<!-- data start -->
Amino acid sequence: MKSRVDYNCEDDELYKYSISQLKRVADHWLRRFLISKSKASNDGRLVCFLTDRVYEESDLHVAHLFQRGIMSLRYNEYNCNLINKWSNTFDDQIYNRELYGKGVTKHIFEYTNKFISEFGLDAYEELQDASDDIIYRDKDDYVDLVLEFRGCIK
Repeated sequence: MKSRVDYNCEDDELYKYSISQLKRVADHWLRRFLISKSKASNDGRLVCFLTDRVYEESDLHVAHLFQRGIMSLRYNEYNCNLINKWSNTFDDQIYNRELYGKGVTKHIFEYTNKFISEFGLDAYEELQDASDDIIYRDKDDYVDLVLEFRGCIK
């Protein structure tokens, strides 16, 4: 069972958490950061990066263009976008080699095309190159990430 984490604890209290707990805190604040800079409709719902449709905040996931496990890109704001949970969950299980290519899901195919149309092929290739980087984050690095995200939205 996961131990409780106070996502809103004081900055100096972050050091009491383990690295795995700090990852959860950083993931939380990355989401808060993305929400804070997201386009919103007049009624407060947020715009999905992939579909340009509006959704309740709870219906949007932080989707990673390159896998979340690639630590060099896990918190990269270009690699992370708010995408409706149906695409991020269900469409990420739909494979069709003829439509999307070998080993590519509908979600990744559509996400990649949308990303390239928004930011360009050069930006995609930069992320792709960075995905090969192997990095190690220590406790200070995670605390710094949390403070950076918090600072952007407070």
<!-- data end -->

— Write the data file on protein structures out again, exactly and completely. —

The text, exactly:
Amino acid sequence: MKSRVDYNCEDDELYKYSISQLKRVADHWLRRFLISKSKASNDGRLVCFLTDRVYEESDLHVAHLFQRGIMSLRYNEYNCNLINKWSNTFDDQIYNRELYGKGVTKHIFEYTNKFISEFGLDAYEELQDASDDIIYRDKDDYVDLVLEFRGCIK
Repeated sequence: MKSRVDYNCEDDELYKYSISQLKRVADHWLRRFLISKSKASNDGRLVCFLTDRVYEESDLHVAHLFQRGIMSLRYNEYNCNLINKWSNTFDDQIYNRELYGKGVTKHIFEYTNKFISEFGLDAYEELQDASDDIIYRDKDDYVDLVLEFRGCIK
């Protein structure tokens, strides 16, 4: 069972958490950061990066263009976008080699095309190159990430 984490604890209290707990805190604040800079409709719902449709905040996931496990890109704001949970969950299980290519899901195919149309092929290739980087984050690095995200939205 996961131990409780106070996502809103004081900055100096972050050091009491383990690295795995700090990852959860950083993931939380990355989401808060993305929400804070997201386009919103007049009624407060947020715009999905992939579909340009509006959704309740709870219906949007932080989707990673390159896998979340690639630590060099896990918190990269270009690699992370708010995408409706149906695409991020269900469409990420739909494979069709003829439509999307070998080993590519509908979600990744559509996400990649949308990303390239928004930011360009050069930006995609930069992320792709960075995905090969192997990095190690220590406790200070995670605390710094949390403070950076918090600072952007407070």